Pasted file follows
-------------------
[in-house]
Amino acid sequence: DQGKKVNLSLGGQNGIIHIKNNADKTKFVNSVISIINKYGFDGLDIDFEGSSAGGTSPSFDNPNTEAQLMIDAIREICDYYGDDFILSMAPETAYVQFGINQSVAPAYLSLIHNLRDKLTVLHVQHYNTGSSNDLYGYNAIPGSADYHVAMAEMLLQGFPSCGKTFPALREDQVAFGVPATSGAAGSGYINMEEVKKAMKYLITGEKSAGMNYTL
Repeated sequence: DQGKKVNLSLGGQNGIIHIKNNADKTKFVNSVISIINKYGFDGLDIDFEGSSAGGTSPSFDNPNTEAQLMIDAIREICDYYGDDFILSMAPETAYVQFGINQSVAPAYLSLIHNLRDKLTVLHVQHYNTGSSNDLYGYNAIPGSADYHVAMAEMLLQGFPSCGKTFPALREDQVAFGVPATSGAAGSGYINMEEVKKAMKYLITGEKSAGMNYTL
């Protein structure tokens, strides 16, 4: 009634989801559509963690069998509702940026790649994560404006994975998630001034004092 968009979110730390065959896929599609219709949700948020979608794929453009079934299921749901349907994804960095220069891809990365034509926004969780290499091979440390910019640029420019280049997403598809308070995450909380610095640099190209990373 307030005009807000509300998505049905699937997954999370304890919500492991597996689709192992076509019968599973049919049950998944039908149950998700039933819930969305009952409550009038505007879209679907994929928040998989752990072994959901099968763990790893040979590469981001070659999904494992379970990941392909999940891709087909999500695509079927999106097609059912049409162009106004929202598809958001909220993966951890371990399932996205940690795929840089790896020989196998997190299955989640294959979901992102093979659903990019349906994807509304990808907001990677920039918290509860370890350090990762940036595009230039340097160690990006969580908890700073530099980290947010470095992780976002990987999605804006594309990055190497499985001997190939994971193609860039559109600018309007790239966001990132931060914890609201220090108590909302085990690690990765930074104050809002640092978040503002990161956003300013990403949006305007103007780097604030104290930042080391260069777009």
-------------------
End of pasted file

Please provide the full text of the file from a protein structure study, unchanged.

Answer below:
[in-house]
Amino acid sequence: DQGKKVNLSLGGQNGIIHIKNNADKTKFVNSVISIINKYGFDGLDIDFEGSSAGGTSPSFDNPNTEAQLMIDAIREICDYYGDDFILSMAPETAYVQFGINQSVAPAYLSLIHNLRDKLTVLHVQHYNTGSSNDLYGYNAIPGSADYHVAMAEMLLQGFPSCGKTFPALREDQVAFGVPATSGAAGSGYINMEEVKKAMKYLITGEKSAGMNYTL
Repeated sequence: DQGKKVNLSLGGQNGIIHIKNNADKTKFVNSVISIINKYGFDGLDIDFEGSSAGGTSPSFDNPNTEAQLMIDAIREICDYYGDDFILSMAPETAYVQFGINQSVAPAYLSLIHNLRDKLTVLHVQHYNTGSSNDLYGYNAIPGSADYHVAMAEMLLQGFPSCGKTFPALREDQVAFGVPATSGAAGSGYINMEEVKKAMKYLITGEKSAGMNYTL
């Protein structure tokens, strides 16, 4: 009634989801559509963690069998509702940026790649994560404006994975998630001034004092 968009979110730390065959896929599609219709949700948020979608794929453009079934299921749901349907994804960095220069891809990365034509926004969780290499091979440390910019640029420019280049997403598809308070995450909380610095640099190209990373 307030005009807000509300998505049905699937997954999370304890919500492991597996689709192992076509019968599973049919049950998944039908149950998700039933819930969305009952409550009038505007879209679907994929928040998989752990072994959901099968763990790893040979590469981001070659999904494992379970990941392909999940891709087909999500695509079927999106097609059912049409162009106004929202598809958001909220993966951890371990399932996205940690795929840089790896020989196998997190299955989640294959979901992102093979659903990019349906994807509304990808907001990677920039918290509860370890350090990762940036595009230039340097160690990006969580908890700073530099980290947010470095992780976002990987999605804006594309990055190497499985001997190939994971193609860039559109600018309007790239966001990132931060914890609201220090108590909302085990690690990765930074104050809002640092978040503002990161956003300013990403949006305007103007780097604030104290930042080391260069777009």